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Author Archive for Vic Marks at Lord's

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Jimmy Anderson fireworks help England thrash India in second Test

• India 107 & 130, England 396-7dec• Anderson takes four for 23 in second inningsStuart Broad is a bystander no more. As the competition for the bowling slots in the England side hots up Broad made his first major intervention of the series, a remi…

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Chris Woakes’s first Test hundred puts England in full control against India

• India 107; England 357-6• Woakes shines in partnership with Bairstow at Lord’sThe most timely of interventions from Chris Woakes kept England in charge of the second Test. The Warwickshire all-rounder purred to his maiden Test century in just 129 bal…

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England face all-round dilemma at Lord’s but India may try positive spin | Vic Marks

Chris Woakes or Moeen Ali could step in for the second Test while the tourists, whose bowlers contributed hugely to the drama at Edgbaston, may opt for a second spinnerThe excitement of both sides at the prospect of a Lord’s Test with the sun shining a…

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Moeen Ali thwarts Virat Kohli as shrewd England leave India in a spin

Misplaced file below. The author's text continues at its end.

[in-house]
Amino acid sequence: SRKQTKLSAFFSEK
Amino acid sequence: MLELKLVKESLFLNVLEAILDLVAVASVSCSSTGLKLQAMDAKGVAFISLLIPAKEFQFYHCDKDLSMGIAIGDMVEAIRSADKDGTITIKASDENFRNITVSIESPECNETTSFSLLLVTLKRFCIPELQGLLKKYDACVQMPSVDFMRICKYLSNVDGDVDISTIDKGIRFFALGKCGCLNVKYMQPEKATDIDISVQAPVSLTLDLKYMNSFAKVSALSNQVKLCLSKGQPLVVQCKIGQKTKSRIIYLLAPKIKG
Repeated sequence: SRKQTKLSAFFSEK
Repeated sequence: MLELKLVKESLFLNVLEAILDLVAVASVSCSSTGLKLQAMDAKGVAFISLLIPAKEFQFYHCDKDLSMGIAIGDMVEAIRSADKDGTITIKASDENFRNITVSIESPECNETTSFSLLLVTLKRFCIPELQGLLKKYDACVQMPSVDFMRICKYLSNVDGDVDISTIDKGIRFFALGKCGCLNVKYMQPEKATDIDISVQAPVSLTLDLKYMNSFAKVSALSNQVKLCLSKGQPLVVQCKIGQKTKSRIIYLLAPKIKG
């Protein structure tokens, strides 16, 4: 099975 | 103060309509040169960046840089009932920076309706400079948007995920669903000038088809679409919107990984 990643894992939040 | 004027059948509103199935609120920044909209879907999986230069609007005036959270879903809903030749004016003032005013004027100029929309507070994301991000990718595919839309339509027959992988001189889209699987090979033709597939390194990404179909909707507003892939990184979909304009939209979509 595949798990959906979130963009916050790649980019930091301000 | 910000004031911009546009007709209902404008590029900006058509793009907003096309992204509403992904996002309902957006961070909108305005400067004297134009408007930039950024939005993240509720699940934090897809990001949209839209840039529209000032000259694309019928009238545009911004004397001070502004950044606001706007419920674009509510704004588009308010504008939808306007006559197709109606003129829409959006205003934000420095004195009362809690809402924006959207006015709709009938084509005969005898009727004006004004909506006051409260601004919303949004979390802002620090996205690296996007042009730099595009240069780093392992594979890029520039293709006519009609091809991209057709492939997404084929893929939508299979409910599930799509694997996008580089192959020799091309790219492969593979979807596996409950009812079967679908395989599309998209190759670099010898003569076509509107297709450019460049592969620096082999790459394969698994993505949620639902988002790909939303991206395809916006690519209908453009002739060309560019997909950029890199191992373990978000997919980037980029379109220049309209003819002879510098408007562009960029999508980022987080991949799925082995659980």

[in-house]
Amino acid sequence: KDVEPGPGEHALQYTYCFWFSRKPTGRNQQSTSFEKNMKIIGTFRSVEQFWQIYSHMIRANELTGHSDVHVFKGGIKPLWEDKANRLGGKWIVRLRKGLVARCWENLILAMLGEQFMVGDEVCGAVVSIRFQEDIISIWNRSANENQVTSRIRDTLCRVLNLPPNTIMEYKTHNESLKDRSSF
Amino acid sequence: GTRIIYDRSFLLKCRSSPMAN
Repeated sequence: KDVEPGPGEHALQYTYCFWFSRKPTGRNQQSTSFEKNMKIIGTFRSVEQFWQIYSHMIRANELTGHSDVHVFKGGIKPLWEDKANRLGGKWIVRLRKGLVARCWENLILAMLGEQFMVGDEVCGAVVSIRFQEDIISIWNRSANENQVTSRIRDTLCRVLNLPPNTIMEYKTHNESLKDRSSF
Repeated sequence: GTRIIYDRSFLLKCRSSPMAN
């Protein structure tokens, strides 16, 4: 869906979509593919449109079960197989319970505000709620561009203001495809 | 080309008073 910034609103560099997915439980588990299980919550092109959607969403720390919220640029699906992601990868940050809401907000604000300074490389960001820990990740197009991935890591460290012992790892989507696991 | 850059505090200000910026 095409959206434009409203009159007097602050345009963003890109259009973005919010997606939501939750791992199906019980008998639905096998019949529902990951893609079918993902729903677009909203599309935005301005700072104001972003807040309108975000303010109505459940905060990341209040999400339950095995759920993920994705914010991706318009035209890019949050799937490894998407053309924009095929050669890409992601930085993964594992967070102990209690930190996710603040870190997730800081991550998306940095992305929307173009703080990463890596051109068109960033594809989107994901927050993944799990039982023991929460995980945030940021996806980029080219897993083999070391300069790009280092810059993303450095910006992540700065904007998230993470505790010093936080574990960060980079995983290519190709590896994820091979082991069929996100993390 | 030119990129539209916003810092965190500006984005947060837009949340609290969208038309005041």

• England 322-7, India 236 – England win by 86 runs• Joe Root ends poor run of form by hitting 113As anticipated the spinners prevailed. But contrary to expectation it was the English spinners, rather than Kuldeep Yadav, who ensured victory on another …

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England should be taking names as Australia ease past Middlesex

• Middlesex 182; Australia 283-6. Australia win by 101 runs• Travis Head’s century eases tourists to victoryThis was as decorous an affair as one might expect. A good sprinkling of curious spectators gathered here to have a look at the visiting Austral…

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Pakistan blow away woeful England to seal crushing victory in first Test

• England 184 and 242; Pakistan 363 and 66-1• Abbas and Amir fire Pakistan to nine-wicket winAfter that little oasis of serenity on Saturday evening, England reverted to type. In the space of 25 minutes wild hopefulness gave way to grim haplessness as …

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Buttler and Bess steer England away from humiliation after Pakistan blitz

• England 184 and 235-6; Pakistan 363• Jos Buttler and Dom Bess lead England fightback after collapseOn a sunlit Saturday evening Jos Buttler and Dom Bess, both oblivious to the torments endured in the dressing room of England’s Test team over the wint…

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Pakistan batsmen build healthy Lord’s lead against frustrated England attack